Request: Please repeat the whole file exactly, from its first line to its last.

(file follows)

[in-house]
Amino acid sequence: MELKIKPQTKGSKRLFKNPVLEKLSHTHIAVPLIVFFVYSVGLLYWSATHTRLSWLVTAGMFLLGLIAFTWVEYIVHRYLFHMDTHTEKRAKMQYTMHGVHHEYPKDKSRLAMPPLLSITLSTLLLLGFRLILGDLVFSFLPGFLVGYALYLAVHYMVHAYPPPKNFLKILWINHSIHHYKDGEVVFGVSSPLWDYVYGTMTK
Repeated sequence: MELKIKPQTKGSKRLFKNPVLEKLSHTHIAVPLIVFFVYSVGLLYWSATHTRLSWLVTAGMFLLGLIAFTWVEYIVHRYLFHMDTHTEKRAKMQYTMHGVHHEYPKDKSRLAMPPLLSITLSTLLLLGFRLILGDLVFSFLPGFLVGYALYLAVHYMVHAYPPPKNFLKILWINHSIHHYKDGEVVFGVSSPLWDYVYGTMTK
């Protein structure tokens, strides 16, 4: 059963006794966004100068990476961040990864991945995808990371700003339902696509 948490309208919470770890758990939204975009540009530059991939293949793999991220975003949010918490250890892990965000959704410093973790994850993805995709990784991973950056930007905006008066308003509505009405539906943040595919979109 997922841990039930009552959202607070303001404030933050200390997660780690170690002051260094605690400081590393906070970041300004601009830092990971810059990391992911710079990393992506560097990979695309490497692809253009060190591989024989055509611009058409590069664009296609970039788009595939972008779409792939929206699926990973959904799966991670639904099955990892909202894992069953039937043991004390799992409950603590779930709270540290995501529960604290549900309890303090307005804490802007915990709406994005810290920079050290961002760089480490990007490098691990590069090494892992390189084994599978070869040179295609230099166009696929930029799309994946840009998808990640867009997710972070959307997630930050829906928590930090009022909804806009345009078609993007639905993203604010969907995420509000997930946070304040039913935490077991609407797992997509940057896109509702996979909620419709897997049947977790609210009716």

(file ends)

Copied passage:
[in-house]
Amino acid sequence: MELKIKPQTKGSKRLFKNPVLEKLSHTHIAVPLIVFFVYSVGLLYWSATHTRLSWLVTAGMFLLGLIAFTWVEYIVHRYLFHMDTHTEKRAKMQYTMHGVHHEYPKDKSRLAMPPLLSITLSTLLLLGFRLILGDLVFSFLPGFLVGYALYLAVHYMVHAYPPPKNFLKILWINHSIHHYKDGEVVFGVSSPLWDYVYGTMTK
Repeated sequence: MELKIKPQTKGSKRLFKNPVLEKLSHTHIAVPLIVFFVYSVGLLYWSATHTRLSWLVTAGMFLLGLIAFTWVEYIVHRYLFHMDTHTEKRAKMQYTMHGVHHEYPKDKSRLAMPPLLSITLSTLLLLGFRLILGDLVFSFLPGFLVGYALYLAVHYMVHAYPPPKNFLKILWINHSIHHYKDGEVVFGVSSPLWDYVYGTMTK
């Protein structure tokens, strides 16, 4: 059963006794966004100068990476961040990864991945995808990371700003339902696509 948490309208919470770890758990939204975009540009530059991939293949793999991220975003949010918490250890892990965000959704410093973790994850993805995709990784991973950056930007905006008066308003509505009405539906943040595919979109 997922841990039930009552959202607070303001404030933050200390997660780690170690002051260094605690400081590393906070970041300004601009830092990971810059990391992911710079990393992506560097990979695309490497692809253009060190591989024989055509611009058409590069664009296609970039788009595939972008779409792939929206699926990973959904799966991670639904099955990892909202894992069953039937043991004390799992409950603590779930709270540290995501529960604290549900309890303090307005804490802007915990709406994005810290920079050290961002760089480490990007490098691990590069090494892992390189084994599978070869040179295609230099166009696929930029799309994946840009998808990640867009997710972070959307997630930050829906928590930090009022909804806009345009078609993007639905993203604010969907995420509000997930946070304040039913935490077991609407797992997509940057896109509702996979909620419709897997049947977790609210009716």